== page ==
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Food safety is a global concern: 10 Food Safety Tips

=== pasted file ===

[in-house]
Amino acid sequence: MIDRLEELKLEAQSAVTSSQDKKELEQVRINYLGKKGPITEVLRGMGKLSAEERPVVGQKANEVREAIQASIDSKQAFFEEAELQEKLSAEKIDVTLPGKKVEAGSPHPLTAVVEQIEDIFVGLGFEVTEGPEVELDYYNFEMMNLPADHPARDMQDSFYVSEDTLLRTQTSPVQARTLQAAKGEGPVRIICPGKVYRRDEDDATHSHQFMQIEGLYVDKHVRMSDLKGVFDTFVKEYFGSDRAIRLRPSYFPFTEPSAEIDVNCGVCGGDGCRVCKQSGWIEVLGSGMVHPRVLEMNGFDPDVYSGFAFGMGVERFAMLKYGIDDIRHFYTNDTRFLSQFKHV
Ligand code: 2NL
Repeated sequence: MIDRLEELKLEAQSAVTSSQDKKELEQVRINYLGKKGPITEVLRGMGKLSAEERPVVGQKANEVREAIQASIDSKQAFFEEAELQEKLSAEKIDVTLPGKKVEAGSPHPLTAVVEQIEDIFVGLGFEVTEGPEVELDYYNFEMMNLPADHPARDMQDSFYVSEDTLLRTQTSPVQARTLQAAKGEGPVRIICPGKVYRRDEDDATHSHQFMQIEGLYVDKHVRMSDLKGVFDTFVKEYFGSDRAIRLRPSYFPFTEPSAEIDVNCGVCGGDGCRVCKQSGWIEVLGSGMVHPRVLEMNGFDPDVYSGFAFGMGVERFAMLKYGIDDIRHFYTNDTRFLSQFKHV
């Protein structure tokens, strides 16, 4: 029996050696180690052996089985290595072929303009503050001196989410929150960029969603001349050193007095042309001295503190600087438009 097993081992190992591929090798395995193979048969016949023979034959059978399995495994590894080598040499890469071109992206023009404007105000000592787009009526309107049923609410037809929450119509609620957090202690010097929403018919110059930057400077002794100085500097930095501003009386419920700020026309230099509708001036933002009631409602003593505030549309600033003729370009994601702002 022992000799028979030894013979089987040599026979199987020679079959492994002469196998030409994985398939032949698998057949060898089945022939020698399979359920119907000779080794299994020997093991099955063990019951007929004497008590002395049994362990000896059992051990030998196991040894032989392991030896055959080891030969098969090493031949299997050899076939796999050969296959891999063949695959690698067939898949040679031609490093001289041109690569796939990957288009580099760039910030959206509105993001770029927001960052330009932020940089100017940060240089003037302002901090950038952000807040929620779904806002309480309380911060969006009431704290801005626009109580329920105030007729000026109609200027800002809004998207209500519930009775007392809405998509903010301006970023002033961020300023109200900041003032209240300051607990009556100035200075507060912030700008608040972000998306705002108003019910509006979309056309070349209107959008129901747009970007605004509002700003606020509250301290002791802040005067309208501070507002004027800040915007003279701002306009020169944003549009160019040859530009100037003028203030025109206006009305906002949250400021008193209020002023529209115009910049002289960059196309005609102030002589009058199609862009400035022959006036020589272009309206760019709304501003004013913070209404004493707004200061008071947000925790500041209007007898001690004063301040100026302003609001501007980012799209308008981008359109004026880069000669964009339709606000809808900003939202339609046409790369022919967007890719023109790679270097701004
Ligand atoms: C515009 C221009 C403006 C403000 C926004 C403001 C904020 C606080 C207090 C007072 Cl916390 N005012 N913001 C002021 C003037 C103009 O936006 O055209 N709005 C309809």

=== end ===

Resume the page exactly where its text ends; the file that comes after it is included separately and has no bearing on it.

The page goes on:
Food safety is a global concern, as it is directly linked to nutrition and food security. Food safety consists of the selection, handling, preparation and storage of food in a manner that prevents or reduces the risk individuals becoming ill from food-borne illnesses through contamination. Contamination of food is the introduction of harmful substances into your food which may be of chemical, physical or biological properties. This cross-contamination happens when harmful substances are transferred from one surface to another. According to the World Health Organization, an estimated 600 million — almost 1 in 10 people in the world — fall ill after eating contaminated food and 420 000 die every year. Contaminants may be introduced into your food at any point through the production process — farm to fork. So whether you own or work at a food establishment or you're just preparing a nutritious meal at home, there are basic things you need to be aware of that promote safe food consumption. Labelling Do you read your labels? I mean really read your labels. Before purchasing food products, whether as raw material to be placed into another product for manufacturing or for direct consumption, you need to be fully aware of the nutritional values and ingredients of the product. Countries may have different requirements on information required on food labels. However, consumers need to carefully observe labels for: list of ingredients, best before date, and health claims/warnings such as the presence of allergens, name and address of manufacturer, country of origin, lot/batch number, special storage and cooking instructions if any. Cleaning Cross-contamination is the transfer of harmful substances from one surface to another, but can be prevented with proper cleaning and sanitation practices. This is one of the first and most important principles of food safety. Now don't be mistaken, cleaning removes food, soil, minerals or other deposits from food or food contact surfaces but does not make your food or food contact surface devoid of harmful pathogenic microorganisms that may result in contamination. One will need to ensure that after cleaning — with the correct techniques and proper cleaning agents — a recommended sanitiser is used to reduce harmful pathogenic microorganisms that may be present on the food or food contact surface to an acceptable level. Ensure that you clean and sanitise all surfaces, utensils, cloths and equipment that come into contact with food and food contact surfaces and don't forget those hands! Use safe water Clean potable water is not just important for drinking. Contamination of food and food contact surfaces may arise from the quality of water we use to prepare our food. If you're ever in doubt about the quality of your water, always boil before using for food preparation as bacteria and chemicals can be transferred through water during cleaning and food preparation. Storage and separation Whether you have just bought raw bulk materials for ingredients to your food products or you just got in from the grocery store, food must be separated and stored in a manner that prevents cross-contamination. Ensure that you take note of labelling requirements for storage and store accordingly. Never store your food in areas prone to access by pests or in areas where chemicals are stored. Cooked foods must be consumed immediately; however, if you have no choice but to prepare food in advance it is recommended that you store near or below 10oC. First in, first out Ensure you have a proper rotation of food stock in storage according to when they were purchased and expiry dates. This ensures that stocked items, whether in the refrigerator or dry storage, will be used before stated expiry dates. Ensure that all food that has past the expiration date is thrown out. Pest control Animals can transmit pathogenic micro-organisms that may cause food borne illnesses. It is therefore extremely important that measures are taken to protect foods and food contact surfaces from rodents, insects and other animals. Larger food establishments may design a rigid pest control programme that may prevent the entry and elimination of pests from their facilities, while homeowners can take simple steps such as ensuring waste bins are always covered, emptied and clean along with installing screens that prevent entry. Separate raw from processed Always separate raw and cooked food as safely cooked food can be contaminated with pathogens from raw foods that don't need to be cooked, such as fruits and vegetables. Separation must take place at the factory when processing, the grocery store when filling that trolley, in the refrigerator and when preparing/processing food. We all know some of us are guilty of placing cooked food back on that same plate or cutting board that we used to chop up or mix that meat/chicken without washing. Utensils used to cut raw foods must not be used on cooked foods without washing. Temperature control in foods Foods must be prepared as per labelling requirements; raw foods such as poultry meats, eggs may be contaminated with disease causing micro organisms and must be cooked thoroughly. However, to effectively kill pathogens all parts of the food must reach at least 70 oC. Frozen foods must maintain a maximum internal temperature of - 17 oC or less with refrigerated food at 5 oC or less. Dry storage items should be stored between 10-21 oC. Ensure that frozen meats are thawed (in the refrigerator) before cooking and reheat cooked foods thoroughly to protect against microbes that may have been introduced during storage (storage slows down growth; it does not kill the organism). Personal hygiene One must maintain a high level of personal hygiene when preparing or handling food, whether you are on farm reaping, in factory processing or at home making dinner for the family. This simply means washing hands after every break, when switching from raw foods such as fish and meat to other foods, after a bathroom break and after playing with pets. This also includes ensuring that you are free from communicable diseases while handling food, keeping hair and nails well-groomed and covered and wearing protective garments if required. Preventative measures If you are wondering how to prevent contamination of food at work or home, there are simple measures that can be taken to reduce or eliminate occurrences. Educating yourself and those around you on the importance of food safety, mounting signage in different areas of your home or establishment that may guide individuals can be very simple but effective solutions in preventing food-borne illnesses. There are local agencies that can provide you with a vast amount of information on food safety at all stages. It's important that you know these agencies and the assistance they are able to provide you with. These include but are not limited to Bureau of Standards Jamaica, the Ministry of Health, Food Storage Prevention of Infestation Division, Rural Agricultural Development Authority and the Ministry of Industry Commerce Agriculture and Fisheries. All play a role in promoting food safety in our country. We all have a role to play in ensuring safe food is consumed. Know your role and let's work towards providing safe and nutritious food for our population. Marshalee Valentine, BTech, MSc Quality & Food Safety Management Systems Consultant Source: The Observer